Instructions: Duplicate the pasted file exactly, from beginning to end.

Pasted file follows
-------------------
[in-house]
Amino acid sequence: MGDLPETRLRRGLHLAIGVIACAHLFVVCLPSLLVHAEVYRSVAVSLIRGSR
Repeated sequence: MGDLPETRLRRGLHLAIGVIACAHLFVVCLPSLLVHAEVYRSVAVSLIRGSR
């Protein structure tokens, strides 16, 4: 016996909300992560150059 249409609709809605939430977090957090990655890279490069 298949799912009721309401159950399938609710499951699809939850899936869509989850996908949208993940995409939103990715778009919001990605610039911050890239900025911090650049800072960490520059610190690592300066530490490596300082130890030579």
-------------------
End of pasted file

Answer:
[in-house]
Amino acid sequence: MGDLPETRLRRGLHLAIGVIACAHLFVVCLPSLLVHAEVYRSVAVSLIRGSR
Repeated sequence: MGDLPETRLRRGLHLAIGVIACAHLFVVCLPSLLVHAEVYRSVAVSLIRGSR
């Protein structure tokens, strides 16, 4: 016996909300992560150059 249409609709809605939430977090957090990655890279490069 298949799912009721309401159950399938609710499951699809939850899936869509989850996908949208993940995409939103990715778009919001990605610039911050890239900025911090650049800072960490520059610190690592300066530490490596300082130890030579």